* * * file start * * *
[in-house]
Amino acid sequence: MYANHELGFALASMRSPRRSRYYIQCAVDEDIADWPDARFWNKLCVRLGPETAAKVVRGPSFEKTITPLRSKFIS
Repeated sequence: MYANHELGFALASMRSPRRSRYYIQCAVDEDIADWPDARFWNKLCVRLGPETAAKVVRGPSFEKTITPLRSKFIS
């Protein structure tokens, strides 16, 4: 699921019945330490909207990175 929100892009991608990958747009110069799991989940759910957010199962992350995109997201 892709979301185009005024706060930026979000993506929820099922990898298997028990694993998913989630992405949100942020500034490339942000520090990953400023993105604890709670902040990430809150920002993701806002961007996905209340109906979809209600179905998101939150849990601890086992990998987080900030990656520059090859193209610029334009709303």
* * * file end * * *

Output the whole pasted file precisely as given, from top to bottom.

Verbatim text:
[in-house]
Amino acid sequence: MYANHELGFALASMRSPRRSRYYIQCAVDEDIADWPDARFWNKLCVRLGPETAAKVVRGPSFEKTITPLRSKFIS
Repeated sequence: MYANHELGFALASMRSPRRSRYYIQCAVDEDIADWPDARFWNKLCVRLGPETAAKVVRGPSFEKTITPLRSKFIS
């Protein structure tokens, strides 16, 4: 699921019945330490909207990175 929100892009991608990958747009110069799991989940759910957010199962992350995109997201 892709979301185009005024706060930026979000993506929820099922990898298997028990694993998913989630992405949100942020500034490339942000520090990953400023993105604890709670902040990430809150920002993701806002961007996905209340109906979809209600179905998101939150849990601890086992990998987080900030990656520059090859193209610029334009709303």